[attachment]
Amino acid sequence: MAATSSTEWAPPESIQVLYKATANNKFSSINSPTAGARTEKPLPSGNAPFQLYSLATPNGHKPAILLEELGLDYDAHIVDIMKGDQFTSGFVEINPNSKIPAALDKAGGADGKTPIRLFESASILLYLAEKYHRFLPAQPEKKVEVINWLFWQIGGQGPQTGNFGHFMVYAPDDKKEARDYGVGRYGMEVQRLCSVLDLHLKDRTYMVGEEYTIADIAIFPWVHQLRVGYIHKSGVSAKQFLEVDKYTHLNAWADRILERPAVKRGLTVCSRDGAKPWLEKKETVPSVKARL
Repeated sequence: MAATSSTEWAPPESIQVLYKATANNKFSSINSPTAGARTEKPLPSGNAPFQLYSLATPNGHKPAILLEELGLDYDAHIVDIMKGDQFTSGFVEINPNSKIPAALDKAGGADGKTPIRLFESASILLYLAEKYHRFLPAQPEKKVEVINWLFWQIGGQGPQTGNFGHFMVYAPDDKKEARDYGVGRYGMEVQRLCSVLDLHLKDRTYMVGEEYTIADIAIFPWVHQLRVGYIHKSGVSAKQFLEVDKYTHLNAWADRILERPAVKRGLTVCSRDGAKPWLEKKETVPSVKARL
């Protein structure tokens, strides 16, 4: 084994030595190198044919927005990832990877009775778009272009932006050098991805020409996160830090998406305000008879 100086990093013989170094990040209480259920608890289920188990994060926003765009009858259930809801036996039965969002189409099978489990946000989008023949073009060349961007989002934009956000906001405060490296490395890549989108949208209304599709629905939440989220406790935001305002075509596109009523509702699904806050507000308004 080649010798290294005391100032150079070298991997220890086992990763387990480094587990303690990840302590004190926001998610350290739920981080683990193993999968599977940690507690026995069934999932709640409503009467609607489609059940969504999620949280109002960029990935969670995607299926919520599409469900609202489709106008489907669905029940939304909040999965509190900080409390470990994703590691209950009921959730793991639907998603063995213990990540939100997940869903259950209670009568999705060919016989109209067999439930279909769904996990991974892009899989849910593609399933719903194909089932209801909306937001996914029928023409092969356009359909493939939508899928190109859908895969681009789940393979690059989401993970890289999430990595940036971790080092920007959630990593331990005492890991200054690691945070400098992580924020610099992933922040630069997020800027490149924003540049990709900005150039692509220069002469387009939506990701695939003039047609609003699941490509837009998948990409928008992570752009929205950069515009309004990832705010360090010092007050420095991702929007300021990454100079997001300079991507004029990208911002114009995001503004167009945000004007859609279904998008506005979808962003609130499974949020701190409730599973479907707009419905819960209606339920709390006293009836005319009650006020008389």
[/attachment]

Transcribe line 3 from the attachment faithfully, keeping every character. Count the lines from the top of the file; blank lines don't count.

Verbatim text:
């Protein structure tokens, strides 16, 4: 084994030595190198044919927005990832990877009775778009272009932006050098991805020409996160830090998406305000008879 100086990093013989170094990040209480259920608890289920188990994060926003765009009858259930809801036996039965969002189409099978489990946000989008023949073009060349961007989002934009956000906001405060490296490395890549989108949208209304599709629905939440989220406790935001305002075509596109009523509702699904806050507000308004 080649010798290294005391100032150079070298991997220890086992990763387990480094587990303690990840302590004190926001998610350290739920981080683990193993999968599977940690507690026995069934999932709640409503009467609607489609059940969504999620949280109002960029990935969670995607299926919520599409469900609202489709106008489907669905029940939304909040999965509190900080409390470990994703590691209950009921959730793991639907998603063995213990990540939100997940869903259950209670009568999705060919016989109209067999439930279909769904996990991974892009899989849910593609399933719903194909089932209801909306937001996914029928023409092969356009359909493939939508899928190109859908895969681009789940393979690059989401993970890289999430990595940036971790080092920007959630990593331990005492890991200054690691945070400098992580924020610099992933922040630069997020800027490149924003540049990709900005150039692509220069002469387009939506990701695939003039047609609003699941490509837009998948990409928008992570752009929205950069515009309004990832705010360090010092007050420095991702929007300021990454100079997001300079991507004029990208911002114009995001503004167009945000004007859609279904998008506005979808962003609130499974949020701190409730599973479907707009419905819960209606339920709390006293009836005319009650006020008389």